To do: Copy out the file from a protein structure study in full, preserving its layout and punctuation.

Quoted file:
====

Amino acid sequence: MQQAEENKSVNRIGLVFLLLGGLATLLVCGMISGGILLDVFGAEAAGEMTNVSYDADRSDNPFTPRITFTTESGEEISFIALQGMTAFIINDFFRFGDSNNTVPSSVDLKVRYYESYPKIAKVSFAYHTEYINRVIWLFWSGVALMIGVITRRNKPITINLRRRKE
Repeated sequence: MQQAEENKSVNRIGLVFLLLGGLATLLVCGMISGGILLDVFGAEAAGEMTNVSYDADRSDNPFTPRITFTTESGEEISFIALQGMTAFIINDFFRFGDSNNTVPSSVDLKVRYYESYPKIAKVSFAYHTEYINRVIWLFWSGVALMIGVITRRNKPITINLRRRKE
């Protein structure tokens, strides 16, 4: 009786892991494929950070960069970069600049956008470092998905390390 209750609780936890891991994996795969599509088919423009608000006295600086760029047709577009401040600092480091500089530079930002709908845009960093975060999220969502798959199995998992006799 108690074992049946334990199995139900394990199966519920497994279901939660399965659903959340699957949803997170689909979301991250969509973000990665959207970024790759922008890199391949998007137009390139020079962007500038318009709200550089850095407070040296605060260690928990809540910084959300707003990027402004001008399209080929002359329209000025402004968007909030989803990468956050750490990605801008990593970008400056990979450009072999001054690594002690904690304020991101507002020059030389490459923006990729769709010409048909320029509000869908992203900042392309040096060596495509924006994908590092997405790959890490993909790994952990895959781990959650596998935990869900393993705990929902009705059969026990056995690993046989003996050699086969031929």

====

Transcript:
Amino acid sequence: MQQAEENKSVNRIGLVFLLLGGLATLLVCGMISGGILLDVFGAEAAGEMTNVSYDADRSDNPFTPRITFTTESGEEISFIALQGMTAFIINDFFRFGDSNNTVPSSVDLKVRYYESYPKIAKVSFAYHTEYINRVIWLFWSGVALMIGVITRRNKPITINLRRRKE
Repeated sequence: MQQAEENKSVNRIGLVFLLLGGLATLLVCGMISGGILLDVFGAEAAGEMTNVSYDADRSDNPFTPRITFTTESGEEISFIALQGMTAFIINDFFRFGDSNNTVPSSVDLKVRYYESYPKIAKVSFAYHTEYINRVIWLFWSGVALMIGVITRRNKPITINLRRRKE
């Protein structure tokens, strides 16, 4: 009786892991494929950070960069970069600049956008470092998905390390 209750609780936890891991994996795969599509088919423009608000006295600086760029047709577009401040600092480091500089530079930002709908845009960093975060999220969502798959199995998992006799 108690074992049946334990199995139900394990199966519920497994279901939660399965659903959340699957949803997170689909979301991250969509973000990665959207970024790759922008890199391949998007137009390139020079962007500038318009709200550089850095407070040296605060260690928990809540910084959300707003990027402004001008399209080929002359329209000025402004968007909030989803990468956050750490990605801008990593970008400056990979450009072999001054690594002690904690304020991101507002020059030389490459923006990729769709010409048909320029509000869908992203900042392309040096060596495509924006994908590092997405790959890490993909790994952990895959781990959650596998935990869900393993705990929902009705059969026990056995690993046989003996050699086969031929």